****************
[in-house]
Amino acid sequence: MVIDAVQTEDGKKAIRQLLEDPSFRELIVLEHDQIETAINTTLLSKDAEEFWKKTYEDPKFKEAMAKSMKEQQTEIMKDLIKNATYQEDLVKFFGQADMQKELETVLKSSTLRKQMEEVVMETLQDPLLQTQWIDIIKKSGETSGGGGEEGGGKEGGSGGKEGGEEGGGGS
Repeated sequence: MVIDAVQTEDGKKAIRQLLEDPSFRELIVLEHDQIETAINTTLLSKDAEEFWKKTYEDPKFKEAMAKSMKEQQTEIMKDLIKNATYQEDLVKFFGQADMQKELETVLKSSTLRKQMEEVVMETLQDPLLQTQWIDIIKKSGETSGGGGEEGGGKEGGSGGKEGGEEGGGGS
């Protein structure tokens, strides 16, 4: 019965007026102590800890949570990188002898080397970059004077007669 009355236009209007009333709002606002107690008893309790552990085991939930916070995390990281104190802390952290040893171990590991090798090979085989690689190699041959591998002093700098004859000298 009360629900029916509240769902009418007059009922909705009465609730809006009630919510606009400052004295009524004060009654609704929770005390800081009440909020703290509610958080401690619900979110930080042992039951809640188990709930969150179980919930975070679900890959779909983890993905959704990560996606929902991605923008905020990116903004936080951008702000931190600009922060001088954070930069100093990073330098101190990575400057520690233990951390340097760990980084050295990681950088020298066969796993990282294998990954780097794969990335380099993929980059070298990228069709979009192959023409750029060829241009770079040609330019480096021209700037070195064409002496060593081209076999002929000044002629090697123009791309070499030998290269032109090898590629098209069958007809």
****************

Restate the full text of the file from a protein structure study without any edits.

[in-house]
Amino acid sequence: MVIDAVQTEDGKKAIRQLLEDPSFRELIVLEHDQIETAINTTLLSKDAEEFWKKTYEDPKFKEAMAKSMKEQQTEIMKDLIKNATYQEDLVKFFGQADMQKELETVLKSSTLRKQMEEVVMETLQDPLLQTQWIDIIKKSGETSGGGGEEGGGKEGGSGGKEGGEEGGGGS
Repeated sequence: MVIDAVQTEDGKKAIRQLLEDPSFRELIVLEHDQIETAINTTLLSKDAEEFWKKTYEDPKFKEAMAKSMKEQQTEIMKDLIKNATYQEDLVKFFGQADMQKELETVLKSSTLRKQMEEVVMETLQDPLLQTQWIDIIKKSGETSGGGGEEGGGKEGGSGGKEGGEEGGGGS
């Protein structure tokens, strides 16, 4: 019965007026102590800890949570990188002898080397970059004077007669 009355236009209007009333709002606002107690008893309790552990085991939930916070995390990281104190802390952290040893171990590991090798090979085989690689190699041959591998002093700098004859000298 009360629900029916509240769902009418007059009922909705009465609730809006009630919510606009400052004295009524004060009654609704929770005390800081009440909020703290509610958080401690619900979110930080042992039951809640188990709930969150179980919930975070679900890959779909983890993905959704990560996606929902991605923008905020990116903004936080951008702000931190600009922060001088954070930069100093990073330098101190990575400057520690233990951390340097760990980084050295990681950088020298066969796993990282294998990954780097794969990335380099993929980059070298990228069709979009192959023409750029060829241009770079040609330019480096021209700037070195064409002496060593081209076999002929000044002629090697123009791309070499030998290269032109090898590629098209069958007809």